Chirac steels himself for battle on EU constitution

30th March 2005, Comments 0 comments

PARIS, March 30 (AFP) - French President Jacques Chirac, under pressure to campaign actively for the European constitution as the 'no' camp surges ahead, will enter the fray when the time is right, key ministers said Wednesday.

PARIS, March 30 (AFP) - French President Jacques Chirac, under pressure to campaign actively for the European constitution as the 'no' camp surges ahead, will enter the fray when the time is right, key ministers said Wednesday.

"Jacques Chirac is the one who can carry the vote" in a May 29 referendum on the landmark text aimed at streamlining decision-making in the 25-member European Union, Education Minister Francois Fillon told RTL radio.

Chirac must "enter the battle", Fillon said, but added: "He must not do so too soon."

Foreign Minister Michel Barnier, who with Prime Minister Jean-Pierre Raffarin is expected to spearhead the government's "yes" campaign in the next two months, conveyed the same message.

Chirac, "who himself wanted the referendum, will take his place at the moment of his choosing" to explain the constitution and what is at stake for the French people in the May vote.

"The president of the republic took the necessary risk to spark a referendum ... it's never a mistake to have a debate," Barnier noted in an interview with LCI news channel, adding: "I am sure that 'yes' will prevail."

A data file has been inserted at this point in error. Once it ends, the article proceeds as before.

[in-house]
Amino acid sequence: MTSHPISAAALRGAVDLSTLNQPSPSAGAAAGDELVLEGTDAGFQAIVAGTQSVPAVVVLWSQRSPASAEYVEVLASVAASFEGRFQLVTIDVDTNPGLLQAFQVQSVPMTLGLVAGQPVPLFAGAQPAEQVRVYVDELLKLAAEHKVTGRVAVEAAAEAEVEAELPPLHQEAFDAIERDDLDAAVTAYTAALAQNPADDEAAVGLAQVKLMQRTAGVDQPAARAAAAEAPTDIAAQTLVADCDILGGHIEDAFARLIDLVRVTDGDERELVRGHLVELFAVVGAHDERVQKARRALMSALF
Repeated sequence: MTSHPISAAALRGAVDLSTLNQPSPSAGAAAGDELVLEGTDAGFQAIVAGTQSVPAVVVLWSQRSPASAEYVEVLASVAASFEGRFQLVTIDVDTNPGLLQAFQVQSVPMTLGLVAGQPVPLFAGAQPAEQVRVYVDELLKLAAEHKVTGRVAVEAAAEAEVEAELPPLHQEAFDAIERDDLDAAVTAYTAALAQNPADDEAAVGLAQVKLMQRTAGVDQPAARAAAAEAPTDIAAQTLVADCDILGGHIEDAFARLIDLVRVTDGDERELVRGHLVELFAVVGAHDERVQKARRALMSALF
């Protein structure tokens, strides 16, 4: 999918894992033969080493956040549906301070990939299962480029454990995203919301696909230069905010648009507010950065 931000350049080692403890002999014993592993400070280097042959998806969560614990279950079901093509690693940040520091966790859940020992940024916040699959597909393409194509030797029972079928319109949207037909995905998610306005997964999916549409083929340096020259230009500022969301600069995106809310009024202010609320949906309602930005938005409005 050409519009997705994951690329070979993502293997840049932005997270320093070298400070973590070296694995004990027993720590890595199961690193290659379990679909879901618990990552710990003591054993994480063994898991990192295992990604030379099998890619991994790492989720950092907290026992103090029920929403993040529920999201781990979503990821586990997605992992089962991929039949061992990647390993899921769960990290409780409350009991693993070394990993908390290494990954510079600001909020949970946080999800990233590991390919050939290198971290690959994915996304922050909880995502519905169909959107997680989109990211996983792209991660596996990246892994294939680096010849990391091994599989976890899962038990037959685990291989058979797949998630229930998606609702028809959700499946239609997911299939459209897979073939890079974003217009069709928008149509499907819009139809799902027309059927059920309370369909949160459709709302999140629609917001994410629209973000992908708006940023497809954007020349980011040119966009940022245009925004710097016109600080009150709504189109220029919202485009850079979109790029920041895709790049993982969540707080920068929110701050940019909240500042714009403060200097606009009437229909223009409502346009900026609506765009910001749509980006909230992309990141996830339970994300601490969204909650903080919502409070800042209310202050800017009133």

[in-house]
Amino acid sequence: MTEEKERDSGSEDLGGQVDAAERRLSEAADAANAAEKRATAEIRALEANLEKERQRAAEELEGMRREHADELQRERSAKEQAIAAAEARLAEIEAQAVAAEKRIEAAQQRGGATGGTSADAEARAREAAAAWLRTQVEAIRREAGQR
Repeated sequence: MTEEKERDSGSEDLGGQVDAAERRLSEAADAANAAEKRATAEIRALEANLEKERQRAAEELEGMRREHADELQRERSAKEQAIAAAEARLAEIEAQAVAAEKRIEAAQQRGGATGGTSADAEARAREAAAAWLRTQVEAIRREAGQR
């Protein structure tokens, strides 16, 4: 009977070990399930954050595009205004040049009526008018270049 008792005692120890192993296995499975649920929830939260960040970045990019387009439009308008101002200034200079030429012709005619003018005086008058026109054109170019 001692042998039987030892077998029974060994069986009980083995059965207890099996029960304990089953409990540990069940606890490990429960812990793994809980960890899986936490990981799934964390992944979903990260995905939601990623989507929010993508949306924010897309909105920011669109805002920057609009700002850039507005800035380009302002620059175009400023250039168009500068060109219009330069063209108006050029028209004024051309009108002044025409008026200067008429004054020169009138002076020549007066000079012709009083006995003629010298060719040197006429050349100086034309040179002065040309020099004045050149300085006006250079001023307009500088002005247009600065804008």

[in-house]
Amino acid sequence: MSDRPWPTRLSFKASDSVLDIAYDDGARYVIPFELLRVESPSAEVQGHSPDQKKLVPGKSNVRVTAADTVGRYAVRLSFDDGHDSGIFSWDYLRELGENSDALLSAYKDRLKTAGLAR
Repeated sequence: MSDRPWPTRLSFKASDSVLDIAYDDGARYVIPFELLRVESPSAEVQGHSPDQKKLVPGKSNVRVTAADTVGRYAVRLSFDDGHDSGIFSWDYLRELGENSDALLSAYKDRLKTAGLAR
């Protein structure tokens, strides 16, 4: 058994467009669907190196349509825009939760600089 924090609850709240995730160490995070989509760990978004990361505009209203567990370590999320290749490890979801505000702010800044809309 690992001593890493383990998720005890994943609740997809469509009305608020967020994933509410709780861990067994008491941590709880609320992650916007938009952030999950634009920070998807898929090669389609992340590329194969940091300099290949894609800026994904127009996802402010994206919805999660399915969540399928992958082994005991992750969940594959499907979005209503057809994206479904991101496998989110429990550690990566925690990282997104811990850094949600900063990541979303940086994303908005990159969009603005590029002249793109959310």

Chirac and his centre-right government are under mounting pressure to convince French voters to back the European constitution, after five consecutive opinion polls showed a majority would reject the treaty.

The latest survey, conducted by the Ifop polling institute for Paris Match magazine, showed that 53 percent of those who expressed a view said they would vote against the constitution.

The constitution must be ratified in all 25 EU member states. A rejection by France, one of the EU's founding members, would effectively kill the treaty and could throw the EU into crisis.

Chirac, who has staked his prestige on a "yes" to the European constitution, "will naturally strongly commit himself" to the campaign when the time comes, government spokesman Jean-Francois Cope said after a weekly cabinet meeting.

"Every member of government has his marching orders," Cope added.

Raffarin will try to breathe life into the 'yes' campaign late Wednesday with a debate on the constitution in the central-eastern city of Lyon.

Nicolas Sarkozy, Chirac's arch-rival and head of the ruling conservative UMP party, was set to urge French voters to vote "yes" in a live television appearance late Thursday.

The opposition Socialist party (PS), officially campaigning for the treaty but riven by an internal split on the issue, was also due to take to the streets, with leader Francois Hollande in the southern port of Marseille on Thursday.

Several explanations have emerged for the rise of the "no" camp including 10 percent unemployment, declining purchasing power, fears over Turkish entry into the EU and a controversial proposal to free up the EU's vast services sector.

"Recently, we've frequently heard the arguments for a 'no' vote. Little by little, stronger and stronger, we're seeing the arguments for 'yes' emerge in the public debate," Cope said.

Barnier attacked what he called "untruths" in the "no" campaign in a commentary published in Le Monde newspaper, concluding with the stern warning: "A 'no' in France would mean a France that is mute in Europe."

© AFP

Subject: French News

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